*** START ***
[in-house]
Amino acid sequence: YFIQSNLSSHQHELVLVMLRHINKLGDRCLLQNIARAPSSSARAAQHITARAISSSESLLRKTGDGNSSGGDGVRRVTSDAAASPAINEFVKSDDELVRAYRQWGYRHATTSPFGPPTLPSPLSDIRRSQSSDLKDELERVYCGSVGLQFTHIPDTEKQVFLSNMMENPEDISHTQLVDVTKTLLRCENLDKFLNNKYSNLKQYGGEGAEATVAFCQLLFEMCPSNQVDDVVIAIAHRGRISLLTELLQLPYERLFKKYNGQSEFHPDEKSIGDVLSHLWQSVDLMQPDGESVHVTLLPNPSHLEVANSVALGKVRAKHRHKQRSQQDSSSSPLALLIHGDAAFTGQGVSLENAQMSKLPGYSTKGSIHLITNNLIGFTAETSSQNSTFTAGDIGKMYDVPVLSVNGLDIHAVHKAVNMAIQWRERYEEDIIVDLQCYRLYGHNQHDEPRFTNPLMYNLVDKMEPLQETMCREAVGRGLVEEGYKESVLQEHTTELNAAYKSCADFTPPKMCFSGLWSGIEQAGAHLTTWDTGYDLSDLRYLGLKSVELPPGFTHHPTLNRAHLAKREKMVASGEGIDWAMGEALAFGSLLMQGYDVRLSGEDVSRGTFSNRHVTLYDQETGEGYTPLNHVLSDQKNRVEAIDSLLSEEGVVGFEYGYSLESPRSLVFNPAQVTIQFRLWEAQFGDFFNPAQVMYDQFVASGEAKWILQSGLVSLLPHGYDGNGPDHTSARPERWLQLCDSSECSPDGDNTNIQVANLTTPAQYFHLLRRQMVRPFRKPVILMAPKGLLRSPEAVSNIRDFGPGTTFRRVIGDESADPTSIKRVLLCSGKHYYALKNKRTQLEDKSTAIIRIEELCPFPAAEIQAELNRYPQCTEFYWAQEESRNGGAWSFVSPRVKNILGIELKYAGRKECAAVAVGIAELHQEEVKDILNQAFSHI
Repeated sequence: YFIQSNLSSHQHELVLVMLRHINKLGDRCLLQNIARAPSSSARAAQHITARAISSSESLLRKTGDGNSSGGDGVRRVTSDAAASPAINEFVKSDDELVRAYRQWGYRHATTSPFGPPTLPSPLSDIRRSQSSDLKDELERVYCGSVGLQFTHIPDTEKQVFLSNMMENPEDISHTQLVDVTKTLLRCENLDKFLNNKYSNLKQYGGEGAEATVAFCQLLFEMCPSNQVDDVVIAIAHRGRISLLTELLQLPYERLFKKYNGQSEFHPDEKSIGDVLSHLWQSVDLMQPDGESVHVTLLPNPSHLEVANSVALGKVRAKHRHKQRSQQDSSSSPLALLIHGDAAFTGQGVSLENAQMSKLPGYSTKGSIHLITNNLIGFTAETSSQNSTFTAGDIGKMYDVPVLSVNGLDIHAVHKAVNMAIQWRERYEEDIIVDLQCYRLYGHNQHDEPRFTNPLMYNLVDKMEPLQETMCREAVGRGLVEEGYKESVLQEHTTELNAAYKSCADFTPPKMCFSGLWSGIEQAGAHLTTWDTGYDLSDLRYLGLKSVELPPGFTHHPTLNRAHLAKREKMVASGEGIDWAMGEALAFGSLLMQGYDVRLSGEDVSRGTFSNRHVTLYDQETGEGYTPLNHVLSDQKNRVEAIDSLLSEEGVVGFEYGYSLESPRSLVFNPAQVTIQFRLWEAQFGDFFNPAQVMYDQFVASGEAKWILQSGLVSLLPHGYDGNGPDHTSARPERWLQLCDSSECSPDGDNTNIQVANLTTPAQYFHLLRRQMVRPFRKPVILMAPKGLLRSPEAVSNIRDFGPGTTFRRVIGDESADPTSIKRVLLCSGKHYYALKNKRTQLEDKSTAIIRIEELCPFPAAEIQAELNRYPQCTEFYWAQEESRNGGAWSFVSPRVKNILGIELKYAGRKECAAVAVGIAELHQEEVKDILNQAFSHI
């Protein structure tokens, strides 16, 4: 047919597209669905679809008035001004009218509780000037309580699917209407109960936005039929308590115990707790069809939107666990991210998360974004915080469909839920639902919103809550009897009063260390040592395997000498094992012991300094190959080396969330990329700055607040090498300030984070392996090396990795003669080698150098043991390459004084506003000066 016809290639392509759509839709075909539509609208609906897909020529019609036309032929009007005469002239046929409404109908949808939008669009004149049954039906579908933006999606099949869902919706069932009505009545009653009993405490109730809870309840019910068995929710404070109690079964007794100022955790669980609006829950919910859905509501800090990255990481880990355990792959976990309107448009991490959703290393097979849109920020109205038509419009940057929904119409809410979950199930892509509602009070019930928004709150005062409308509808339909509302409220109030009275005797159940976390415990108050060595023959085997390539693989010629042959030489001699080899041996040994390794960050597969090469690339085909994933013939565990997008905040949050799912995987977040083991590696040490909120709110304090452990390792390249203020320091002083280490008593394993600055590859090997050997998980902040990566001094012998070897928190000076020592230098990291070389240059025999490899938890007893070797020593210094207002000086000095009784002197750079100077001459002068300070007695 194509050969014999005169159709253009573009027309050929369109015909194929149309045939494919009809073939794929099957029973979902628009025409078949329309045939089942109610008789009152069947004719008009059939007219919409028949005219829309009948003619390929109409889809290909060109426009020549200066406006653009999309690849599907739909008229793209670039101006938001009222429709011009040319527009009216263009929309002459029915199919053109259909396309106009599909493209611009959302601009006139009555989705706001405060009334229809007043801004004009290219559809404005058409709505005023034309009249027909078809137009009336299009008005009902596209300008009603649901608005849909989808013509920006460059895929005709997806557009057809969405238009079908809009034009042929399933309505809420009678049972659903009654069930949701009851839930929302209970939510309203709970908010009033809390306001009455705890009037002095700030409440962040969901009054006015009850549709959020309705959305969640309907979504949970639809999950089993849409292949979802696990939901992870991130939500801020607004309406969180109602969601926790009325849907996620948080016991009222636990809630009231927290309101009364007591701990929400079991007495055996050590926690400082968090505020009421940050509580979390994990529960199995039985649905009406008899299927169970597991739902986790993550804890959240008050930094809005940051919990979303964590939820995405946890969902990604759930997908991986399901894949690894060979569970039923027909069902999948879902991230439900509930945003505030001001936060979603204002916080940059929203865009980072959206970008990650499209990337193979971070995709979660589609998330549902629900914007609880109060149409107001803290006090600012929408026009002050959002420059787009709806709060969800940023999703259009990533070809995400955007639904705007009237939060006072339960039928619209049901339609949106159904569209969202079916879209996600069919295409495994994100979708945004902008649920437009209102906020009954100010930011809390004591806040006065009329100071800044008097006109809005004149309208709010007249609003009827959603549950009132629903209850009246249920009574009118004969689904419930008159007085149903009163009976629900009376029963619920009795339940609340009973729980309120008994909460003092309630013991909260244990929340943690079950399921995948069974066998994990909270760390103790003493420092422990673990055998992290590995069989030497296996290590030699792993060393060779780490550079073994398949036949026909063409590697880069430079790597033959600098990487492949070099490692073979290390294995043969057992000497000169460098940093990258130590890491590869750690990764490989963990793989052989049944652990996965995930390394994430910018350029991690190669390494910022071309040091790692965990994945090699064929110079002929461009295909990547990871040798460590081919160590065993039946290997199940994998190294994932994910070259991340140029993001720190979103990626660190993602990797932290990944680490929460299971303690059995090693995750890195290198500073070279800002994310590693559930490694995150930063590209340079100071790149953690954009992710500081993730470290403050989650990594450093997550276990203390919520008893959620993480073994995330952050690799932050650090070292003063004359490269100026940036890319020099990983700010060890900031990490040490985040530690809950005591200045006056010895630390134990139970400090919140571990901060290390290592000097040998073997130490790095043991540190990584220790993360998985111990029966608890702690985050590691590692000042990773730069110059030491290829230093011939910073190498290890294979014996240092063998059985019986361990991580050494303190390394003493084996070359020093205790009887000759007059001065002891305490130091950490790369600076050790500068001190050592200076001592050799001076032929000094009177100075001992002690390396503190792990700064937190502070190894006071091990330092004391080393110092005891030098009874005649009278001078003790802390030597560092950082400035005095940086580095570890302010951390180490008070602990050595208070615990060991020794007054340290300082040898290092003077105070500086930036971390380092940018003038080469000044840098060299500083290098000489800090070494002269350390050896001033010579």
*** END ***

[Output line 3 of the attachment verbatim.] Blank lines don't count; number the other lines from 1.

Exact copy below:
Repeated sequence: YFIQSNLSSHQHELVLVMLRHINKLGDRCLLQNIARAPSSSARAAQHITARAISSSESLLRKTGDGNSSGGDGVRRVTSDAAASPAINEFVKSDDELVRAYRQWGYRHATTSPFGPPTLPSPLSDIRRSQSSDLKDELERVYCGSVGLQFTHIPDTEKQVFLSNMMENPEDISHTQLVDVTKTLLRCENLDKFLNNKYSNLKQYGGEGAEATVAFCQLLFEMCPSNQVDDVVIAIAHRGRISLLTELLQLPYERLFKKYNGQSEFHPDEKSIGDVLSHLWQSVDLMQPDGESVHVTLLPNPSHLEVANSVALGKVRAKHRHKQRSQQDSSSSPLALLIHGDAAFTGQGVSLENAQMSKLPGYSTKGSIHLITNNLIGFTAETSSQNSTFTAGDIGKMYDVPVLSVNGLDIHAVHKAVNMAIQWRERYEEDIIVDLQCYRLYGHNQHDEPRFTNPLMYNLVDKMEPLQETMCREAVGRGLVEEGYKESVLQEHTTELNAAYKSCADFTPPKMCFSGLWSGIEQAGAHLTTWDTGYDLSDLRYLGLKSVELPPGFTHHPTLNRAHLAKREKMVASGEGIDWAMGEALAFGSLLMQGYDVRLSGEDVSRGTFSNRHVTLYDQETGEGYTPLNHVLSDQKNRVEAIDSLLSEEGVVGFEYGYSLESPRSLVFNPAQVTIQFRLWEAQFGDFFNPAQVMYDQFVASGEAKWILQSGLVSLLPHGYDGNGPDHTSARPERWLQLCDSSECSPDGDNTNIQVANLTTPAQYFHLLRRQMVRPFRKPVILMAPKGLLRSPEAVSNIRDFGPGTTFRRVIGDESADPTSIKRVLLCSGKHYYALKNKRTQLEDKSTAIIRIEELCPFPAAEIQAELNRYPQCTEFYWAQEESRNGGAWSFVSPRVKNILGIELKYAGRKECAAVAVGIAELHQEEVKDILNQAFSHI